The Tarps That Lost the War

There were plenty of battles between British and Indian forces in the establishment of the British colony in India, perhaps none as key as the Battle of Plassey. Who would of ever thought that tarpaulins would be the decisive factor in winning the battle. 

Lord Clive meeting with Mir Jafar, by Francis Hayman 1762

Lord Clive meeting with Mir Jafar, by Francis Hayman 1762

In 1756, the British suffered a heavy defeat when they lost Calcutta to the young Nawab(a Governor in the Mogul empire) of Bengal, Siraj-ad-daula. Once word had finally reached the East India Company in Madras, the British amassed a force led by Robert Clive, and took back the city some months later.

Clive's attention turned to Bengal in June 1757, he knew that if the British were to successfully occupy Bengal, they would need to replace the current Nawab of Bengal with a Nawab more compliant to British interests. He made a secret pact with discontented general Mir Jafar to be the given the title once the current Nawab was removed (which included excessive bribes to get him over the line). Once the agreement was finalised, it was sneaked in through the women's quarters of Jafar's house as he was under constant surveillance from the Nawab's spies.

By this time the Nawab was growing extremely paranoid and suspicious that people were plotting against him, despite the British protests to convince him that they weren't, and moved his front to Plassey.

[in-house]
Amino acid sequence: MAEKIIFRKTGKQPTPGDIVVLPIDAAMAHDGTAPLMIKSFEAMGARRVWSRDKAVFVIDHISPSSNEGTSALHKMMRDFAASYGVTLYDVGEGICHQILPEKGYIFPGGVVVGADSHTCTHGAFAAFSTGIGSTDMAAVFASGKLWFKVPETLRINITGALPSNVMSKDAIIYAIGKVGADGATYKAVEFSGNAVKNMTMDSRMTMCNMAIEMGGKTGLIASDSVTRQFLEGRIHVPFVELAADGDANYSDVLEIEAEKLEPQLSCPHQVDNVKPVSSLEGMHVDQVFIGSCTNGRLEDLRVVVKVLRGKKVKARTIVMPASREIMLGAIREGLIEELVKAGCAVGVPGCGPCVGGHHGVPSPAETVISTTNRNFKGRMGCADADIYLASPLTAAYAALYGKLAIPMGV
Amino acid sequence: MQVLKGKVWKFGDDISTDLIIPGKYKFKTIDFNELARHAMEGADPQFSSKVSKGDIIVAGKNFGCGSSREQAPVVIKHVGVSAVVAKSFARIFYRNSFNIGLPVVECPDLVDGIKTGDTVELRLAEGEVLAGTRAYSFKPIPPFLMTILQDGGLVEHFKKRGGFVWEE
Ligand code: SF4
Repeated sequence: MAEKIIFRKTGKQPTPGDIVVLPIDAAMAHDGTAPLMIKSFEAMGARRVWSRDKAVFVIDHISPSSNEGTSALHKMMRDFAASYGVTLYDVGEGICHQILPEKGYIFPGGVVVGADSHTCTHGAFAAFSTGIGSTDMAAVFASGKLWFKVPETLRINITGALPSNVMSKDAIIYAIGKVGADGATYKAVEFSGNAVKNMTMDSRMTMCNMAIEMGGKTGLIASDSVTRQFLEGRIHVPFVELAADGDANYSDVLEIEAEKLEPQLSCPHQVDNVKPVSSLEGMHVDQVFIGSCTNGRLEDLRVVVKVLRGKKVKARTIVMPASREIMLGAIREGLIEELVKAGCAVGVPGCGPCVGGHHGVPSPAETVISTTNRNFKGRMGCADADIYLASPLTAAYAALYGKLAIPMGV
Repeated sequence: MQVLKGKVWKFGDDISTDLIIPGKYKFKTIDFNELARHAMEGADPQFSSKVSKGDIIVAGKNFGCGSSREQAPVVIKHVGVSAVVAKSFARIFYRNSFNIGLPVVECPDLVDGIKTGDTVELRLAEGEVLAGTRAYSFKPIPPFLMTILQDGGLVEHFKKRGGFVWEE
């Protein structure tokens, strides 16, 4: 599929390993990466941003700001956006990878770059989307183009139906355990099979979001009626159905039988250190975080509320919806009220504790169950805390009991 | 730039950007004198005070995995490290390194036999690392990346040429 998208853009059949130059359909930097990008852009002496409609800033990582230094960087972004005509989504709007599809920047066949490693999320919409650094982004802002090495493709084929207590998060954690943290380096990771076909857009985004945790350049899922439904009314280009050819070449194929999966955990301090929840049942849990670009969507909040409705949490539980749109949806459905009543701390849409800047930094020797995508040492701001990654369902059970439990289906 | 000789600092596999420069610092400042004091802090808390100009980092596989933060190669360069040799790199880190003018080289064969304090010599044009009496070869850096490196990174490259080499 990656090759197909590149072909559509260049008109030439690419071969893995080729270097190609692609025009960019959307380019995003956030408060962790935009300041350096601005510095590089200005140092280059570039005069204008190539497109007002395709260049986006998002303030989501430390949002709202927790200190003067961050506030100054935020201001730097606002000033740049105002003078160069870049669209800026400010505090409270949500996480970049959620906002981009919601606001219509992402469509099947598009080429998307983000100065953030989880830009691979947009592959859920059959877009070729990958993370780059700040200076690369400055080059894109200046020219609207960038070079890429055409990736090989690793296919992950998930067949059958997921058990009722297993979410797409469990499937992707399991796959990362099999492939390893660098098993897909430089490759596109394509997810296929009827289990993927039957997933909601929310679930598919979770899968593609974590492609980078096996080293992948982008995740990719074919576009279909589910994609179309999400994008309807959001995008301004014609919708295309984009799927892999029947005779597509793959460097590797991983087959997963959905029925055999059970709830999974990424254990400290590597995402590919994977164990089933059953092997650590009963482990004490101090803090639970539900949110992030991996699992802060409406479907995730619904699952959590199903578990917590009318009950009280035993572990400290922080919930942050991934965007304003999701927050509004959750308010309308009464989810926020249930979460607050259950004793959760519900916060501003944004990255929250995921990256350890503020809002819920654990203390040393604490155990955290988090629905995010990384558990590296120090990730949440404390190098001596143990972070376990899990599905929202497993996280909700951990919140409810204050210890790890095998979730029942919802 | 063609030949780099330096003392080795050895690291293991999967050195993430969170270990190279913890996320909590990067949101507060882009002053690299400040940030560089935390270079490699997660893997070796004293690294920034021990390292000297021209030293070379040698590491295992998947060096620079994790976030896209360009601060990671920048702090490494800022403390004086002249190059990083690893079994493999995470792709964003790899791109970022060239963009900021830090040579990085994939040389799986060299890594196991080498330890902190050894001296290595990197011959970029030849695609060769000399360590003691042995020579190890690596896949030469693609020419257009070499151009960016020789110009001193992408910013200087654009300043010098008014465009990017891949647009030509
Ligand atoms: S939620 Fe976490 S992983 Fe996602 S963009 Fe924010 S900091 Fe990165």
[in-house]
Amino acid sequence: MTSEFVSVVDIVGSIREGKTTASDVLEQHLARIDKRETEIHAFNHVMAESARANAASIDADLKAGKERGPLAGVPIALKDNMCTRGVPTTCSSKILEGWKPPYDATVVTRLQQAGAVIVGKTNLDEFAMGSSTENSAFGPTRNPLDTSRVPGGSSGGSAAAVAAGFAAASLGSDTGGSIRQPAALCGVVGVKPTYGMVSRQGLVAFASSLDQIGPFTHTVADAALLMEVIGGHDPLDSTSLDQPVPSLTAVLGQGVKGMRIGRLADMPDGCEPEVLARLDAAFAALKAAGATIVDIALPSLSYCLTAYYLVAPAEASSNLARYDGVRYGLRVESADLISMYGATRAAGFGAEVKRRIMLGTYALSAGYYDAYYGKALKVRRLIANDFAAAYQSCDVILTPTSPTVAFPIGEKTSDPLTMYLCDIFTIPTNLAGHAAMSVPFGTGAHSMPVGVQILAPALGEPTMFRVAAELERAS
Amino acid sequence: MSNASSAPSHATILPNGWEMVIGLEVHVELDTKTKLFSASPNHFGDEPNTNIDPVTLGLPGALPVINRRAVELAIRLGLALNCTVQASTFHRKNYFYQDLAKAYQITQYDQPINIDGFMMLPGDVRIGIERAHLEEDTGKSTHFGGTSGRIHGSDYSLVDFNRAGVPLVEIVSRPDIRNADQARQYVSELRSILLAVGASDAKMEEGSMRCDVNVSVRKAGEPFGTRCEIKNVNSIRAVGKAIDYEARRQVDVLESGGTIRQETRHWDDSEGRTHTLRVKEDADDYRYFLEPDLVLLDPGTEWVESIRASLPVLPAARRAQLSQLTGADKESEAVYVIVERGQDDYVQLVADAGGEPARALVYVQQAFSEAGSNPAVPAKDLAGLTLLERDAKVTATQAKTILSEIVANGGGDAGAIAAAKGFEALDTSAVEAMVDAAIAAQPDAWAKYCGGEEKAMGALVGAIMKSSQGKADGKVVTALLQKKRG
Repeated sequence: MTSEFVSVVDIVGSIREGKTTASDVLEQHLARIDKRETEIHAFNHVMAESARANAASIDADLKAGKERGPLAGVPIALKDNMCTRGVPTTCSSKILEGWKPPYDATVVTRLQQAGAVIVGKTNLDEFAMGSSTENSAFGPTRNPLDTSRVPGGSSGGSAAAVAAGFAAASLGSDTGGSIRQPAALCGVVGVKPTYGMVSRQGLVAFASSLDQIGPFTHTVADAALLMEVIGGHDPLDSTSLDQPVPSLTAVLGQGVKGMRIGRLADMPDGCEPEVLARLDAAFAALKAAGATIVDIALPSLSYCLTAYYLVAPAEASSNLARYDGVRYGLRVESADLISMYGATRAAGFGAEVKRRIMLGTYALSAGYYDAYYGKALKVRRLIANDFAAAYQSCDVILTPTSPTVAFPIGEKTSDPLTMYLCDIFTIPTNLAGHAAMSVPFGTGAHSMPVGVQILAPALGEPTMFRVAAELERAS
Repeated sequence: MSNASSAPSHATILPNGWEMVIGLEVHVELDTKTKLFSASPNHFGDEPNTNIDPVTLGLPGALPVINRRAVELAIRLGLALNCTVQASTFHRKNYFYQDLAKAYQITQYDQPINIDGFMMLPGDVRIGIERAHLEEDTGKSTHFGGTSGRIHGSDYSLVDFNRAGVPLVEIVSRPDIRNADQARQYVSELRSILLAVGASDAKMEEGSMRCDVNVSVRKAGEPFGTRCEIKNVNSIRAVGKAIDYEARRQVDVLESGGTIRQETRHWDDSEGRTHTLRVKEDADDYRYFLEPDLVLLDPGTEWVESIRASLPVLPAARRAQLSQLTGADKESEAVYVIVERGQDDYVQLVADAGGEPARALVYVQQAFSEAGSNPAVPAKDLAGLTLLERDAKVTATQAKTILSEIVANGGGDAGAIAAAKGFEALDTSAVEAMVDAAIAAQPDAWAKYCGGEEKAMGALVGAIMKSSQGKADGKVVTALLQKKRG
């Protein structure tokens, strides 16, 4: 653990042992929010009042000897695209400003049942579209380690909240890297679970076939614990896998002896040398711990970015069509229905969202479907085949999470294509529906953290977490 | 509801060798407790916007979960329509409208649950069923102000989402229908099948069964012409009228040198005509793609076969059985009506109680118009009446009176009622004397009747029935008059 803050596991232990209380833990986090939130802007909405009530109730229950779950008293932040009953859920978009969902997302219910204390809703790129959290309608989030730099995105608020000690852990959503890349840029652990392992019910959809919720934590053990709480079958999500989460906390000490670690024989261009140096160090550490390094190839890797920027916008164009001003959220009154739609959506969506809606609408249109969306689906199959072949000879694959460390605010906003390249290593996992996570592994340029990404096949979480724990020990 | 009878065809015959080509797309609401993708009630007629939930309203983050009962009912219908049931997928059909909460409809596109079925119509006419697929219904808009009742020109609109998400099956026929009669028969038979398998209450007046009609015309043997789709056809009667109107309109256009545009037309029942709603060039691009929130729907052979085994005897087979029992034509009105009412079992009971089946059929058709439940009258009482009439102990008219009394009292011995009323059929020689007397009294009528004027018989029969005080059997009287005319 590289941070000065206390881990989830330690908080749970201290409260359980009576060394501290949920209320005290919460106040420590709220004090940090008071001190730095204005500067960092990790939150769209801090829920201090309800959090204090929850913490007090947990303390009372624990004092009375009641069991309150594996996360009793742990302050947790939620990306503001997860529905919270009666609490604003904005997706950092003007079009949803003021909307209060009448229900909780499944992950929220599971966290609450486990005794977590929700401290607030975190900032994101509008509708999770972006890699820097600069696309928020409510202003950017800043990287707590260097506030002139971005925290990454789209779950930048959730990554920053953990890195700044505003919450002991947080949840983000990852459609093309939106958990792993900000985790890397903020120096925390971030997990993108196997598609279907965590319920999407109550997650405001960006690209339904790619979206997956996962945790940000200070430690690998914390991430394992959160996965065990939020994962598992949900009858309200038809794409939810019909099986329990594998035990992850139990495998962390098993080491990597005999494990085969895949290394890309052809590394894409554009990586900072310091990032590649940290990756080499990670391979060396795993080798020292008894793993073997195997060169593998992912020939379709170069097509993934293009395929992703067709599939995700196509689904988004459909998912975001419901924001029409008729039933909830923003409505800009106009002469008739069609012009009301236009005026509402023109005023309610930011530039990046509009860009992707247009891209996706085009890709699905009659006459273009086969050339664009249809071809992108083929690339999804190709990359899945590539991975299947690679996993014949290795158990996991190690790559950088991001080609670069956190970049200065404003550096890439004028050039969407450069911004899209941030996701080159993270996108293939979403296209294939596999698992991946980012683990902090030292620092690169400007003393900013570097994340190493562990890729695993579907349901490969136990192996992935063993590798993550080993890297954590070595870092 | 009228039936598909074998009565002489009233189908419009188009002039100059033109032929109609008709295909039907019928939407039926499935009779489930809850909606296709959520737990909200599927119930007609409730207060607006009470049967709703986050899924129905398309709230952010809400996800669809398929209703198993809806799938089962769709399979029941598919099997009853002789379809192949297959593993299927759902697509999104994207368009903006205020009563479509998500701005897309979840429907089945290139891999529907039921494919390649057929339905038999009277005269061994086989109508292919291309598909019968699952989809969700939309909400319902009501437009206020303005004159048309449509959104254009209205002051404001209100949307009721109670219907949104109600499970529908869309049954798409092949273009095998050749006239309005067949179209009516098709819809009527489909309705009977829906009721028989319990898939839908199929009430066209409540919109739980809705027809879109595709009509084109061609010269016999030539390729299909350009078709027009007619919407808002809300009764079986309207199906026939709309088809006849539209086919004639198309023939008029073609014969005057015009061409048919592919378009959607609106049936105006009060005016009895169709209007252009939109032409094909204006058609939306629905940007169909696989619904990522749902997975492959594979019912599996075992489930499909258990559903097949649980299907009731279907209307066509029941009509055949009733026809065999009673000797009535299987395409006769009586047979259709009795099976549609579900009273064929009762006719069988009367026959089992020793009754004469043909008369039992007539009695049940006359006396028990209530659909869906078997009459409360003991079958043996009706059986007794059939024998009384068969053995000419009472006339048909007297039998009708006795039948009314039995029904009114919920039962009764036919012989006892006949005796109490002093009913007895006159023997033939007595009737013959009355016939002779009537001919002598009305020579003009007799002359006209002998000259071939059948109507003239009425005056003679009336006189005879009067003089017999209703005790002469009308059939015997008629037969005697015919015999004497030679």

Robert Clive, by Nathaniel Dance-Holland

Robert Clive, by Nathaniel Dance-Holland

By mid June, Clive and his army of almost 3,000, including howitzers and other artillery, moved north into position, despite mixed messages coming from Jafar about the heavy opposition they were about to face. On receiving the messages, Clive and his war council voted to not where they voted against taking action against the Nawab. Sources say that following this vote, Clive went to meditate for an hour, and when he returned he gave the order to attack.

The Nawab's forces were significant, and severely outnumbered the British with over 40,000 troops, war elephants and over 50 cannons, even though one of the Nawab's divisions was still being commanded by Jafar.

After some cannon engagements early in the day, a thunderstorm struck at noon, and lasted about half an hour. Once the downpour started the British quickly covered their artillery and ammunition with tarpaulins, however the Nawab's forces failed to do the same. Whether they didn’t have them, or didn’t think it was appropriate to use them at the time is anyone's guess.

The Nawab's forces quickly realised that all of their artillery had been rendered useless as a result of the rain, and they made the assumption that the British artillery had suffered the same fate so they proceeded with a ground attack against the British. The quickly learned that the British artillery was working quite well as they faced a barrage of artillery fire against them. The Nawab's forces quickly began a retreat which was instigated by Jafar.

The British continued to attack, and the Nawab jumped on his camel and fled the battle, his entire army followed suit. When the British entered the Nawab's camp there was no one left there.

In the end approximately 500 of the Nawab's men were killed with the British losing just under 20 soldiers. Soon after the Nawab was killed by his own people, and Jafar became the ruling Nawab.

The battle that took place at Plassey was pivotal and a decisive moment in establishing the British Indian colony.